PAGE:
Most fashion coyly dances around the edges of revealing secondary sex characteristics such as breasts or hips. But none of that for Rick Owens: For his fall '15 men's show, he fully went there, sending male models down the runway in long tunics with cutouts and sheer panels right where, one could argue, they need them most. Shocking, for sure — but an amazingly refreshing antidote to putting women's bits endlessly on display.
Illustrated by Minni Havas.
Women put on weight in their hips during puberty, marking this body part as a potent symbol of fertility and femininity. Thus, fashion has long employed tricks that emphasize the hips, from the 1800s' hoop skirt, to Christian Dior's 1947 New Look, whose nipped waist made the hip look larger by comparison, and defined silhouettes for a decade.

These days, hip-highlighting takes a different form, with strategically placed bathing-suit cutouts, and last year's strange-but-true trend: the pelvage dress (for the record, we liked Keke Palmer's best).
Illustrated by Minni Havas.
There's some debate over whether mod fashion icon André Courrèges or British designer Mary Quant invented the miniskirt. In reality, neither did — short skirts had always been worn for sport by female tennis players, figure skaters, and dancers. But what those two designers did was transform miniskirts into streetwear, and into enduring symbols of Swinging London and the Youthquake movement.

The previous decade's defining style, the pencil skirt, made walking in mincing little baby steps a must (they were called "wiggle skirts" for a reason). Once women felt the freedom of movement miniskirts provided, there was no putting the cat back in the bag. From miniskirts, it was micro-minis, hot pants, and beyond.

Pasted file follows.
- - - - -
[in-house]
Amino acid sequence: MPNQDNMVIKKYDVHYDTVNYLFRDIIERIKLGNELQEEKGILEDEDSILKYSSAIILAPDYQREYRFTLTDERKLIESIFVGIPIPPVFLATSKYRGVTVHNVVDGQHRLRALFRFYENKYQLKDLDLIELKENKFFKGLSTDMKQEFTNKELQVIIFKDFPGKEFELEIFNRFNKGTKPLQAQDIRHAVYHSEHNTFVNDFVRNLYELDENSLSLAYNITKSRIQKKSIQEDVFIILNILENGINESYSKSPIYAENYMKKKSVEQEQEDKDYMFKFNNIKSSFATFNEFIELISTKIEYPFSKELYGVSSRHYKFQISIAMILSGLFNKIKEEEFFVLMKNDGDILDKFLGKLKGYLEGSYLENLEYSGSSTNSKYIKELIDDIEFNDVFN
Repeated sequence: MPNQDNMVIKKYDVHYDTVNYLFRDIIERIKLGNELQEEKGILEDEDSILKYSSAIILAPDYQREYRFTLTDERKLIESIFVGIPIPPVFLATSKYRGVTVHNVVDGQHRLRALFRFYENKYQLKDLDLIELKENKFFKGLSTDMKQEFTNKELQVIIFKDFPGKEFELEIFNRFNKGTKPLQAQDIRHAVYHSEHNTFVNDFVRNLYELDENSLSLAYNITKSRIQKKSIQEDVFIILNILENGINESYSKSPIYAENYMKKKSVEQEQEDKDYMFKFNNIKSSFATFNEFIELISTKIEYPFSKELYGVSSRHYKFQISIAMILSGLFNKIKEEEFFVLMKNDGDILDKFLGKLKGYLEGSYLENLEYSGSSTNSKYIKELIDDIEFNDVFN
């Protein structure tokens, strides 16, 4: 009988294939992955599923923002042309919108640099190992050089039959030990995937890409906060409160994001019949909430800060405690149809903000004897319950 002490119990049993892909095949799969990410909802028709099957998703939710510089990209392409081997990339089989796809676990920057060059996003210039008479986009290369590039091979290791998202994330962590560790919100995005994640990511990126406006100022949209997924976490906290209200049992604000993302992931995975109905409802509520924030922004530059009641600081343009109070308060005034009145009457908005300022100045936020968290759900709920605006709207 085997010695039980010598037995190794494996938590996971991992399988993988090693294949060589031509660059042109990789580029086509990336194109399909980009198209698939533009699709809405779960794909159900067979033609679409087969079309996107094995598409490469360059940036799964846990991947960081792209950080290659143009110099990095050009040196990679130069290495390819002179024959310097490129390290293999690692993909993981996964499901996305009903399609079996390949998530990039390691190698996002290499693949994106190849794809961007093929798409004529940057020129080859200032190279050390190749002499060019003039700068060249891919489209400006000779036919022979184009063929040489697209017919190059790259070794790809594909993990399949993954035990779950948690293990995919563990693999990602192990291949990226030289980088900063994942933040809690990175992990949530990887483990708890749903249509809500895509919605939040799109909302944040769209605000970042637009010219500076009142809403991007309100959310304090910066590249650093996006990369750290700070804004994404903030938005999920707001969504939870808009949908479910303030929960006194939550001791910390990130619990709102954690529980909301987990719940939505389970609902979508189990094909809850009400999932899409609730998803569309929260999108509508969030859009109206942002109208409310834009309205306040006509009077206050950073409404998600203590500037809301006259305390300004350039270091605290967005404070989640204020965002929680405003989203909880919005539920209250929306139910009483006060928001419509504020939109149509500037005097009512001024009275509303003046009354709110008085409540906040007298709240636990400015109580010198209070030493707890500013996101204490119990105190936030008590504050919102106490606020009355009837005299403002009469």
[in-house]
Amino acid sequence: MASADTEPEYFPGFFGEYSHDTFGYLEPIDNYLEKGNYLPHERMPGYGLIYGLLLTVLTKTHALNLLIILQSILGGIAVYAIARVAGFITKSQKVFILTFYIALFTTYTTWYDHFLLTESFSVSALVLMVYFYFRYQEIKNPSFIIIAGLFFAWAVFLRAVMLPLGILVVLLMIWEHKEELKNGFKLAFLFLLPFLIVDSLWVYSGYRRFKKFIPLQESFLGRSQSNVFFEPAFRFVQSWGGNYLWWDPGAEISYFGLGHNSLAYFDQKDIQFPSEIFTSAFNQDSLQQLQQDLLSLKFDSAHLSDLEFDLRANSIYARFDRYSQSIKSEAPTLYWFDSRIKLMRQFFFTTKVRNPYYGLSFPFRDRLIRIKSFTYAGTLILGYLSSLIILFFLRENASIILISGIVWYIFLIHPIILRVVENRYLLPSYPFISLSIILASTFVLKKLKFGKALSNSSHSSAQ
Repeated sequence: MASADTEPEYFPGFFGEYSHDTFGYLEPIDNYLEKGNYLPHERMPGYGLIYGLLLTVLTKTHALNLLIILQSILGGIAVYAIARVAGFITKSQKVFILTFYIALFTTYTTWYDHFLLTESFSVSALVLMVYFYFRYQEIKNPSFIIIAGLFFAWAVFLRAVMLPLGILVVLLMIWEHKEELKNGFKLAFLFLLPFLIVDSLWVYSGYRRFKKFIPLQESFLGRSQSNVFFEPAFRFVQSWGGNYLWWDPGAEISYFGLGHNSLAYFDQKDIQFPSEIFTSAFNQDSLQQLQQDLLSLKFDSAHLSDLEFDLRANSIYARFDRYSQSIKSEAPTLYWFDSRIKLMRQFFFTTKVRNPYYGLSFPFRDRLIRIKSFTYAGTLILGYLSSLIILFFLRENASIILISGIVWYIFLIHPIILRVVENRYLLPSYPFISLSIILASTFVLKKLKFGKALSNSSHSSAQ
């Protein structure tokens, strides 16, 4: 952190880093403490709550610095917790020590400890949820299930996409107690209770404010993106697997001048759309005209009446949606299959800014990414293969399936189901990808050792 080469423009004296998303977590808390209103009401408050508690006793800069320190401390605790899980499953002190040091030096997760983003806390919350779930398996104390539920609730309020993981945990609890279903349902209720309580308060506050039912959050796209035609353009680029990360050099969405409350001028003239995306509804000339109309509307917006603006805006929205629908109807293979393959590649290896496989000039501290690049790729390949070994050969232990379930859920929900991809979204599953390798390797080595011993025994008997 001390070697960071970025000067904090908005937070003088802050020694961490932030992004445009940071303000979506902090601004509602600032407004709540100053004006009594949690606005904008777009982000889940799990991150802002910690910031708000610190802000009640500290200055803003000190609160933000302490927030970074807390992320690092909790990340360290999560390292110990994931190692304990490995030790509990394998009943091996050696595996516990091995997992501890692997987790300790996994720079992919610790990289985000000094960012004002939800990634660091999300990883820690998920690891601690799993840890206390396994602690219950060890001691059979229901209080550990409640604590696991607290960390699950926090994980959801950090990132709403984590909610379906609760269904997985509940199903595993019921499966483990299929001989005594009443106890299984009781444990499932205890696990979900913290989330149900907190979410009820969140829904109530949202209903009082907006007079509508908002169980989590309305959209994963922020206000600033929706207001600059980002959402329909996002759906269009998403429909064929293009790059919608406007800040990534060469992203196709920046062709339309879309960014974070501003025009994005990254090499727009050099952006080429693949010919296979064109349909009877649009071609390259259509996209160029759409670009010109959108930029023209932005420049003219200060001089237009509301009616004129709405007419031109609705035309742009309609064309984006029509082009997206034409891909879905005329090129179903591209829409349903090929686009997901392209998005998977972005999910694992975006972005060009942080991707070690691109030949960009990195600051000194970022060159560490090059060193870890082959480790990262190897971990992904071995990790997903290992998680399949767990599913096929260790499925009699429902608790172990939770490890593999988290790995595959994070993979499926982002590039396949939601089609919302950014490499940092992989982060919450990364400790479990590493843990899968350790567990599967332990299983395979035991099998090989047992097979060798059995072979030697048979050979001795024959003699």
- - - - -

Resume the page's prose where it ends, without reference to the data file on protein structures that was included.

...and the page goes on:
The style also, of course, put legs on display as never before, leading designers to create colorful and patterned tights as a fashion statement, while the most daring wore 'em bare-legged and proud.
Illustrated by Minni Havas.
For the past few years, crop tops have most certainly been having a moment. But, really, they've never gone away. The waist is an eternal symbol of youth and femininity, so it makes sense that crop tops would make an appearance in almost every decade: Think the short polo shirts sold at every Abercrombie in 2005; Kelly Kapowski's teen-queen crops, going all the way back to '40s pinup girls; and Old Hollywood glamour shots.

Though it was acceptable to show Atomic Age women's bare stomachs, there was an unwritten rule that belly buttons were verboten, which is why crop tops were always paired with a high-waisted pant or skirt (and why Jeannie's costume looked like this). It wasn't until the bikini revolution that the navel came out of hiding.
Illustrated by Minni Havas.
Between the return of boho, and Rosie Assoulin's influence, the past few years have been a bonanza of off-shoulder tops and dresses (Reformation has practically built its business on them).

The off-shoulder look may seem carefree but, in truth, it's tricky to wear — holding up a sleeveless top takes some serious know-how, and may require an undergarment upgrade. But there's no more ladylike way to show off your shoulders, collarbone, and upper arms all at once — or to keep from shvitzing.